VERMILION COUNTY, Ill. (WCIA) — Officials with the Vermilion County Health Department (VCHD) announced Monday that some people who participated in a state-run coronavirus Mobile Testing Clinic may need to get retested due to a lab being overwhelmed.
A Facebook post from VCHD said it received several calls from people who were tested for COVID-19 two weeks ago at one of seven mobile clinics in Vermilion County saying they have still not received their results.
The mobile COVID-testing teams were contracted by the Illinois Department of Public Health (IDPH).
“It appears that a commercial lab in Pekin, which received swabs from the COVID-testing clinic at the health department on July 21, got overwhelmed and failed to properly test the majority (or all 118) of the samples collected at that clinic,” the post stated. “Apparently, a number of samples received at that lab between July 12 and July 24 were not processed within the necessary window for proper testing.”
The post added that IDPH recommended people who are still waiting on their results from July 12 – July 24 to contact a local hospital, local doctor’s office, Aunt Martha’s clinic, or the free state-run COVID-testing location at Marketplace Mall in Champaign to be rescreened for the virus.
“We regret that some of the 967 people who participated in the Mobile COVID-Testing Team clinics in Vermilion County two weeks ago did not get conclusive results after waiting in line and undergoing the specimen-collection process.”
In video interview, Vermilion County Public Health Administrator Doug Toole said they were told by IDPH that one particular lab in Pekin had a problem with processing all the specimens they received. He also said it wasn’t just samples taken in Vermilion County that were delayed.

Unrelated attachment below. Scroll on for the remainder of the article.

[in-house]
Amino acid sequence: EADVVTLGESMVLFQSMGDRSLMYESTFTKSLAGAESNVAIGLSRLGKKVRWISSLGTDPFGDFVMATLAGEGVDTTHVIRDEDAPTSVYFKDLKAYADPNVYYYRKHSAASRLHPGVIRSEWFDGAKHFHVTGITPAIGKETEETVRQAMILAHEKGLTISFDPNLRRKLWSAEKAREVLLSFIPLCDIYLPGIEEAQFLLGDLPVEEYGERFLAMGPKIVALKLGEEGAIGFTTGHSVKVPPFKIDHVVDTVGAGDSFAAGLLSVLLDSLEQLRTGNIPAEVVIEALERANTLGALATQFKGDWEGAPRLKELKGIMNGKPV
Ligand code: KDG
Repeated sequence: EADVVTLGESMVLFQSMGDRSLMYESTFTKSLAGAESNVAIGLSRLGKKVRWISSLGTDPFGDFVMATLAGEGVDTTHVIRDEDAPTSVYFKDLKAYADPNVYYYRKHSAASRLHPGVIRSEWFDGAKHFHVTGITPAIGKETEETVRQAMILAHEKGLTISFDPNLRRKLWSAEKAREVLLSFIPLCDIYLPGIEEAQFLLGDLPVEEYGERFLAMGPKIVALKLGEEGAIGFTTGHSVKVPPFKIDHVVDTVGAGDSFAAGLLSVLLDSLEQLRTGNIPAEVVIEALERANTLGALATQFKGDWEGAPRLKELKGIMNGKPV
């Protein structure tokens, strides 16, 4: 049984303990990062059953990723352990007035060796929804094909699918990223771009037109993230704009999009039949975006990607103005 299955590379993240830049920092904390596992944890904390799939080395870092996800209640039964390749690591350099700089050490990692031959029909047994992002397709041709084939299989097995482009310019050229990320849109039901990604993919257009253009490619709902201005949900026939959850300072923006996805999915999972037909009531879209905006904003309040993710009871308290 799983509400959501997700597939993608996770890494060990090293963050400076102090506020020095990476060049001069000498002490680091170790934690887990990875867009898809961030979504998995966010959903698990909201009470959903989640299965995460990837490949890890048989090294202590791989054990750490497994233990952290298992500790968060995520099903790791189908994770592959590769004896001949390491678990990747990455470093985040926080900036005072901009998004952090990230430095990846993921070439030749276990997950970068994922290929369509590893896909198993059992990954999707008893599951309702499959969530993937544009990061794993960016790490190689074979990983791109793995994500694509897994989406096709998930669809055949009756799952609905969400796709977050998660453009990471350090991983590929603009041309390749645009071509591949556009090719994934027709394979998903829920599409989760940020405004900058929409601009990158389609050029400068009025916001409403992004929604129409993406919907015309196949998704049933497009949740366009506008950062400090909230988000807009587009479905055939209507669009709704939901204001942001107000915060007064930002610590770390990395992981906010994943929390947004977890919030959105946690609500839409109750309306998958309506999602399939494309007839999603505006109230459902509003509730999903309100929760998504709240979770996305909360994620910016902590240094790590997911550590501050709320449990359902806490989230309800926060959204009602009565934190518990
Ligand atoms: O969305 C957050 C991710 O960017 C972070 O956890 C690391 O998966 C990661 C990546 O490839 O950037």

When it comes to how fast the testing is completed, Toole said it depends on the type of lab that receives them. He said some hospitals return them within 24 hours, and they have “good luck” with hearing back from state-labs in under 48 hours.
“It’s some of those commercial labs that can take longer,” Toole said, “and we got this team that gave us a heads up that because they were using some of the commercial labs, it may take four to seven days to get the results.”
He couldn’t say exactly how soon the labs have to complete testing samples, except that “the swabs are only good for so long.”
An IDPH representative said in an emailed statement Tuesday afternoon that Reditus Laboratories was processing specimens for the mobile testing sites in Vermilion County on July 20 and July 21.
“Specimens are delivered to the lab by courier the day they are collected,” IDPH added in the statement. “Turn around time for testing is typically within three to seven days.”
The IDPH representative referred to a statement issued Friday by the department, which said a total of 3,800 tests had been delayed in Illinois beyond the appropriate lab screening and reporting window.
It added that IDPH was working closely with Reditus Laboratories to improve sample collection at state-run sites and “ensure the processing of specimens moves forward in a timely manner.”
“IDPH is committed to increasing COVID-19 testing across Illinois and in continuously working to improve and streamline the process at community-based and mobile testing sites,” the statement continued.
The IDPH representative also said couriers deliver samples to the lab on the same day they were collected.
Toole said they’ve reached out to IDPH about getting the Mobile Testing Clinic to return to Vermilion County.
“It would be great if we could have them for multiple days like we did this last time,” he said. “I’m not sure if we’ll be able to do that but we’re on the list to have them come back.”
“The locations of the mobile testing sites are constantly being reassessed as activity and resources across the state fluctuate,” said IDPH in their emailed statement.
WCIA contacted Reditus Laboratories requesting it elaborate on why they were overwhelmed. They did not respond.
Vermilion County Health Department
217-431-2662, ext. 243.
Illinois Department of Public Health